Secrets of the Superbrands

Recently I caught up with Secrets of the Superbrands, a doco by Alex Riley, who himself is a cross between Beaker from the Muppets and a noodle (a no-name noodle of course).

Alex is delving into why people will fork out so much dosh, and are obsessed by luxury brands for computers, fashion and food. He wants to understand why Apple garners so much admiration, why the opening of a computer shop is like a Lady Gaga concert. He asks why people will spend $3,000 they don’t have on a handbag and why people will turn a department shop into a middle eastern war zone just to get a brand name belt on sale.

What he finds is disturbing. When it comes down to it people are moronic, shallow pack animals for whom brands are like religion – but without the care factor. Brands have successfully turned themselves into mini religions, with their iconry, logos, beauty, exclusivity and idea that we seek them out to obtain happiness and recognise a brand in others. (In fact the area of the brain most connected with religion lights up when people are shown branded products.)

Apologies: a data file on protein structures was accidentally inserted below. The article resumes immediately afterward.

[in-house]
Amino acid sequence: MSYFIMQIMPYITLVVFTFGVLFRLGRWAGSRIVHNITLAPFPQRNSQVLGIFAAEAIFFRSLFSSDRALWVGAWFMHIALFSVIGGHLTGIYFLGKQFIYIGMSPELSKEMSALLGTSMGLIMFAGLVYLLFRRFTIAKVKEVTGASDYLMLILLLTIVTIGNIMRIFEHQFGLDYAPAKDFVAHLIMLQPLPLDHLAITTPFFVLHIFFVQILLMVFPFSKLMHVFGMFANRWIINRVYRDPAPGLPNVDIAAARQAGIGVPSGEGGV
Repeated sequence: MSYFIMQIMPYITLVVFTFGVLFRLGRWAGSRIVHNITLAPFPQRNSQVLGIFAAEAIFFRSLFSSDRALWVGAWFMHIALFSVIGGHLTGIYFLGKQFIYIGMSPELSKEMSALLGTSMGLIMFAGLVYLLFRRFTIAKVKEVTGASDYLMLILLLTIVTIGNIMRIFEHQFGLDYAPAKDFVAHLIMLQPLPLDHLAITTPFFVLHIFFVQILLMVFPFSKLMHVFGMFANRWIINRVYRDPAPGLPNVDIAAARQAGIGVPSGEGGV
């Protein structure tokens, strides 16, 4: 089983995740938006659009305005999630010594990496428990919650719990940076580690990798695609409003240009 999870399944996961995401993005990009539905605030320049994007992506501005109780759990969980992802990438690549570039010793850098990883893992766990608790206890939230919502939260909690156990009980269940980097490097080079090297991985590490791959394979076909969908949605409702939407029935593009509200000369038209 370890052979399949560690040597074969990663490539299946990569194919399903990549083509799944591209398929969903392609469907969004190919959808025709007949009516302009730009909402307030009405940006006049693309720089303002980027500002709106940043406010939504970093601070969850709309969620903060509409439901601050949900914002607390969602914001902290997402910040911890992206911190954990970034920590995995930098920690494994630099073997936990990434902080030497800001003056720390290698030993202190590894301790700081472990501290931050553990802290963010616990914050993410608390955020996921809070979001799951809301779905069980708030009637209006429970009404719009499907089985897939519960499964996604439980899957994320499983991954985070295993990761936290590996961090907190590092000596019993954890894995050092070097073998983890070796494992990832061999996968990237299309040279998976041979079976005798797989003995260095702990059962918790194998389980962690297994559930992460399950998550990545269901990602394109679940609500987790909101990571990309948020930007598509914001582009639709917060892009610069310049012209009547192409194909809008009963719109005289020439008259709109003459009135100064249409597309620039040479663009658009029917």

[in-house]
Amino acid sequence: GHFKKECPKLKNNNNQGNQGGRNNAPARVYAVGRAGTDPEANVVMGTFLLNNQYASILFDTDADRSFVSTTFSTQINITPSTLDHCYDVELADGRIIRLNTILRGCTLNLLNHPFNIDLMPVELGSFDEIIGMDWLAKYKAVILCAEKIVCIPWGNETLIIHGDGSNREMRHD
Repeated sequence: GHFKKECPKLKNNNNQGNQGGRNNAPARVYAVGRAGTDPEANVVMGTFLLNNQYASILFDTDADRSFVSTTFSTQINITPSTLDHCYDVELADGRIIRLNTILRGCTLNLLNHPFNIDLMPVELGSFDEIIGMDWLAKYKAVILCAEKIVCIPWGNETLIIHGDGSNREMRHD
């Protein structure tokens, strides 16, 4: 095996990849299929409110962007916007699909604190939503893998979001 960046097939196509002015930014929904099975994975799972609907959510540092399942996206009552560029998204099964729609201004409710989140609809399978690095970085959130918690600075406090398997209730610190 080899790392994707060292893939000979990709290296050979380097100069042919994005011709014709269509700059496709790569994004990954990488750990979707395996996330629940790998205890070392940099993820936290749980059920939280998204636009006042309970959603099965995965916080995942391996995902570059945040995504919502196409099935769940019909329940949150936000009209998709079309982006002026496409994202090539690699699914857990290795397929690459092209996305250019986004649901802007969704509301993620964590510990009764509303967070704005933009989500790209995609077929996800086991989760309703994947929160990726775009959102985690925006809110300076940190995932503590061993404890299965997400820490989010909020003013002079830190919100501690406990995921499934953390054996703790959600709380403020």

You know the really INSANE thing? It’s just marketing. In the case of sunglasses they are all made in the same factory. On Secrets of the Superbrands we see a factory in Italy where it’s Bally sunglasses one shift, the next hour, same people, same equipment, same factory it’s Prada, next hour Coach. And so on. Evidence that the product is just a product like any others made in a factory. The rest is marketing.

Alex Riley’s treatment doesn’t say much for people or the future of the planet. And the scary thing is these people vote.

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